Driftwood Theatre brings Shakespeare’s The Tempest to parks around Ontario with this summer’s Bard’s Bus Tour. A public park is certainly a unique atmosphere in which to stage a Shakespearean play, but Driftwood’s set up proves ideal in bringing this tale of vengeance and romance to life in an unfamiliar setting.
Gathered around a modest stage on all sides in a grass clearing in Withrow Park, the audience of fifty or sixty, seated on lawn chairs or beach towels, becomes fully immersed in a wonderfully original rendition of one of Shakespeare’s final plays. With no curtains, backstage, or wings, the actors stay in character while milling about “offstage” behind the onlooking audience. While much of the audience’s attention remains fixed on the story unfolding onstage, the crowds cannot help but steal glimpses at these other actors, carrying about their roles some twenty feet away from the set. This aspect gives the show fluidity. The characters are constantly around, and the scene changes become much more interconnected when the audience can see every character at all times, regardless of when they are in front of them onstage or not.
A superb cast, led by Richard Alan Campbell’s intense and fearsome Prospero, keeps the audience focused on the play and not the goings-on of the park itself. Car horns, sirens, birds, children playing, and distant cell phones ringing all potentially pose an issue for both performer and viewer, but the confidence and concentration displayed by the entire ensemble keeps the audience attentive, despite these possible distractions. Kaleb Alexander, as Ferdinand, quickly entrenches himself as a crowd favourite. His comedic timing and excellent command of the stage allows him to shine every time he finds himself onstage. Perhaps the most interesting of parts is the dual-casting of Peter van Gestel as both Stephano, the pilot, and the monstrous Caliban. Caliban begins his life onstage as a human-sized puppet, controlled by two actors at once, but upon meeting Stephano, he is reduced to a hand puppet on van Gestel’s hand, and even further scaled down to a tiny finger puppet by the end. Van Gestel’s back and forth conversations between his own two characters produces some of the more humorous moments of the night.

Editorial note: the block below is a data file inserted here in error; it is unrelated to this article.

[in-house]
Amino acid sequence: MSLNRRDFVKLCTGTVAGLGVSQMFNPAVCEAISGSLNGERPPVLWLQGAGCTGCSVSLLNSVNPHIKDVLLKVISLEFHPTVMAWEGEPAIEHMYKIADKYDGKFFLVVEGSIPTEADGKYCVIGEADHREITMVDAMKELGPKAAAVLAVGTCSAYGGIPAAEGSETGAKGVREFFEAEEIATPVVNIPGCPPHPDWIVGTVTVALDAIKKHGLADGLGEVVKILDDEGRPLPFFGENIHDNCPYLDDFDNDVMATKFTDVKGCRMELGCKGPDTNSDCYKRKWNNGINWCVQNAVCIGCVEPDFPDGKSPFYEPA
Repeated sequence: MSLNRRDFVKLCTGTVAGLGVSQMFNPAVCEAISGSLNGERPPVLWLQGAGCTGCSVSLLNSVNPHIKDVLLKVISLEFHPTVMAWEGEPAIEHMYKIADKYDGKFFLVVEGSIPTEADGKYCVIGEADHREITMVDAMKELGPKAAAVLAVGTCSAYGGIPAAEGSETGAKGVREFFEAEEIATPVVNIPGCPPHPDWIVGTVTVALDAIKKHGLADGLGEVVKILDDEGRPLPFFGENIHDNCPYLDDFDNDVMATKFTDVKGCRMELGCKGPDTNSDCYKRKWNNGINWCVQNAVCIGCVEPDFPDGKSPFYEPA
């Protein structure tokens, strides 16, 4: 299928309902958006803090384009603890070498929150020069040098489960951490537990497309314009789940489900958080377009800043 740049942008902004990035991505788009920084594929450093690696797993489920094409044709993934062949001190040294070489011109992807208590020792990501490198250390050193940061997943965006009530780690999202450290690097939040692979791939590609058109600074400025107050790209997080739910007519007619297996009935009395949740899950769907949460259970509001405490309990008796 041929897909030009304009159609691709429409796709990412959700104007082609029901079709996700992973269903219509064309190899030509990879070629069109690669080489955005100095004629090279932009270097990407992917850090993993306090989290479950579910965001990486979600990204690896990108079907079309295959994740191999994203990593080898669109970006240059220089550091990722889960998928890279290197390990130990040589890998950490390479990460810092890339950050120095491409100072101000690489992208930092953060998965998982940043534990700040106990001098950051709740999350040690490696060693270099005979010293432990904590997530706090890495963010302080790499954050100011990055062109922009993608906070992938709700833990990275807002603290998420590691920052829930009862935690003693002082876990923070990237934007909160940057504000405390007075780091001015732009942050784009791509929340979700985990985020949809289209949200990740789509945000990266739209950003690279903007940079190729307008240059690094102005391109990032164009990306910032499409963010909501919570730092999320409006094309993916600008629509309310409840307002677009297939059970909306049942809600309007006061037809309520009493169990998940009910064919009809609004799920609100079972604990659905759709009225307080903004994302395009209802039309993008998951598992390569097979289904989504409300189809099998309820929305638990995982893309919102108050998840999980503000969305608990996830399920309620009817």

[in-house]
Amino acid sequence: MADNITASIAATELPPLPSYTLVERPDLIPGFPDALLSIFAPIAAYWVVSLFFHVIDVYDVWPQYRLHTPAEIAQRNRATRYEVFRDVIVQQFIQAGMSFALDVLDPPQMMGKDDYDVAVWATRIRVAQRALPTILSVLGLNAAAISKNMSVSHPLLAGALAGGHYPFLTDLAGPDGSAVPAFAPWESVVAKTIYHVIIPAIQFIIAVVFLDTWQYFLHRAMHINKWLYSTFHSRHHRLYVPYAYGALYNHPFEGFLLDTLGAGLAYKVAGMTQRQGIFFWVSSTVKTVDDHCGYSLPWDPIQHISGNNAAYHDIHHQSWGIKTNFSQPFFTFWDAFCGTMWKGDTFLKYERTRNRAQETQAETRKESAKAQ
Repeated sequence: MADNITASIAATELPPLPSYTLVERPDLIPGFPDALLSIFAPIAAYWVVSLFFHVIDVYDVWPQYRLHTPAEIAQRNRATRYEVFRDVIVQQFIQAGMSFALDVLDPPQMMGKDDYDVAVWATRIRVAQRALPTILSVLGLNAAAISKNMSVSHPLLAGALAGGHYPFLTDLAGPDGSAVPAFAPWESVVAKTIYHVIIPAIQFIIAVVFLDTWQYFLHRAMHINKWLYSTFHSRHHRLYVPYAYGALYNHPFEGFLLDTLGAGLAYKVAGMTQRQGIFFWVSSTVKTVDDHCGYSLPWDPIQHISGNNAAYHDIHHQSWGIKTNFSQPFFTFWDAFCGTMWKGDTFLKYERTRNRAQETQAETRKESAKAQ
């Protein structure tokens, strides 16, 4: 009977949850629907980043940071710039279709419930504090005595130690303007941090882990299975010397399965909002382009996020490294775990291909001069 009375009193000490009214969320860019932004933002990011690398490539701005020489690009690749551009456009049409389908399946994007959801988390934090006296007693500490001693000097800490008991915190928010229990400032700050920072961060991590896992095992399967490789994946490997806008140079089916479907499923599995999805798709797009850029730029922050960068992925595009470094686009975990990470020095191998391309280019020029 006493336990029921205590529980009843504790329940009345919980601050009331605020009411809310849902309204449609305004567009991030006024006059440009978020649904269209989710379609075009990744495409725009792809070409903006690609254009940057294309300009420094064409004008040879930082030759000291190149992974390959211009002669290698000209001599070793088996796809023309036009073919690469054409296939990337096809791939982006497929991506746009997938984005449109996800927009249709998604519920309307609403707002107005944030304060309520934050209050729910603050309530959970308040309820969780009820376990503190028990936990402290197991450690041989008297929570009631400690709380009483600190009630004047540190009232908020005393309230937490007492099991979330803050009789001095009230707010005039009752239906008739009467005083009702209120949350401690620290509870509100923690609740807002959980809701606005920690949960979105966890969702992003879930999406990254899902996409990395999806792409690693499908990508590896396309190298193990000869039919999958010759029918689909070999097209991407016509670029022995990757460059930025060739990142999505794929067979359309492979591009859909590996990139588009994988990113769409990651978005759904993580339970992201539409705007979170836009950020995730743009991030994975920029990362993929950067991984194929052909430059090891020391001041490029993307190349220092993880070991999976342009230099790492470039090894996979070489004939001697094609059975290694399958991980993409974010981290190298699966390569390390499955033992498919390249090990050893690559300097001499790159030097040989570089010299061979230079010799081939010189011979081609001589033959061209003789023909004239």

Overall, the Bard’s Bus Tour is a truly distinct experience, even when compared to other outdoor plays. Fans of Shakespeare are sure to enjoy The Tempest in such a refreshing light, and those just looking for something to do on a summer night should have little to complain about here.
The Bard’s Bus Tour visits various parks across Ontario until August 17th. Viewing is free with a suggested donation of $20. For more information visit www.driftwoodtheatre.com/bards-bus-tour/